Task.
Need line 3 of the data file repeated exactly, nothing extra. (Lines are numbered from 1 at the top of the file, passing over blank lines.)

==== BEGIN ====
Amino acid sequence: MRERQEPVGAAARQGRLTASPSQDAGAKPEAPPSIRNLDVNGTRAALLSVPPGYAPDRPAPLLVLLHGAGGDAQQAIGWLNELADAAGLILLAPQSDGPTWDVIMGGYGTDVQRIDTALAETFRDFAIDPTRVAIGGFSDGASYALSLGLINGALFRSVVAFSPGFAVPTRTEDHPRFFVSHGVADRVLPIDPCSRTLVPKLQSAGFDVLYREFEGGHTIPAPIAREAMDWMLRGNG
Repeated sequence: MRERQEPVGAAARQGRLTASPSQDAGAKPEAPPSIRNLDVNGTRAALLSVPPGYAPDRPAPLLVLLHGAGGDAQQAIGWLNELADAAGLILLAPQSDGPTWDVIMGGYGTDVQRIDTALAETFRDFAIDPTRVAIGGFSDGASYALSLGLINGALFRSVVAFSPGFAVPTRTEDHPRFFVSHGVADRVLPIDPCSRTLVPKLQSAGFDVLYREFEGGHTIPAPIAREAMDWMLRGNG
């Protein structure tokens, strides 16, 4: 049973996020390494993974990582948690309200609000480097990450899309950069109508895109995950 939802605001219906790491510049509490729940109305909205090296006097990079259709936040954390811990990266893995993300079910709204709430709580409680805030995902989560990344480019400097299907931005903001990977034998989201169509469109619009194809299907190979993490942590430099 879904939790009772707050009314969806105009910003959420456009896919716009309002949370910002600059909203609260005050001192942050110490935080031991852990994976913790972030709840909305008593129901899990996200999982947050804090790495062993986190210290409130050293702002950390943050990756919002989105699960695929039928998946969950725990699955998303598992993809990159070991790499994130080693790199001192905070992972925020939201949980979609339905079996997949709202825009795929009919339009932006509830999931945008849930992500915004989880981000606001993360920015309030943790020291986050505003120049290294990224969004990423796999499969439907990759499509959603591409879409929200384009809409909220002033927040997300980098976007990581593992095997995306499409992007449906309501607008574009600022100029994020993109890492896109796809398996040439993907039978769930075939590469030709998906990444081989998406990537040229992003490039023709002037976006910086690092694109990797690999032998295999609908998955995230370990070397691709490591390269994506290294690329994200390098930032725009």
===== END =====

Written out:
């Protein structure tokens, strides 16, 4: 049973996020390494993974990582948690309200609000480097990450899309950069109508895109995950 939802605001219906790491510049509490729940109305909205090296006097990079259709936040954390811990990266893995993300079910709204709430709580409680805030995902989560990344480019400097299907931005903001990977034998989201169509469109619009194809299907190979993490942590430099 879904939790009772707050009314969806105009910003959420456009896919716009309002949370910002600059909203609260005050001192942050110490935080031991852990994976913790972030709840909305008593129901899990996200999982947050804090790495062993986190210290409130050293702002950390943050990756919002989105699960695929039928998946969950725990699955998303598992993809990159070991790499994130080693790199001192905070992972925020939201949980979609339905079996997949709202825009795929009919339009932006509830999931945008849930992500915004989880981000606001993360920015309030943790020291986050505003120049290294990224969004990423796999499969439907990759499509959603591409879409929200384009809409909220002033927040997300980098976007990581593992095997995306499409992007449906309501607008574009600022100029994020993109890492896109796809398996040439993907039978769930075939590469030709998906990444081989998406990537040229992003490039023709002037976006910086690092694109990797690999032998295999609908998955995230370990070397691709490591390269994506290294690329994200390098930032725009």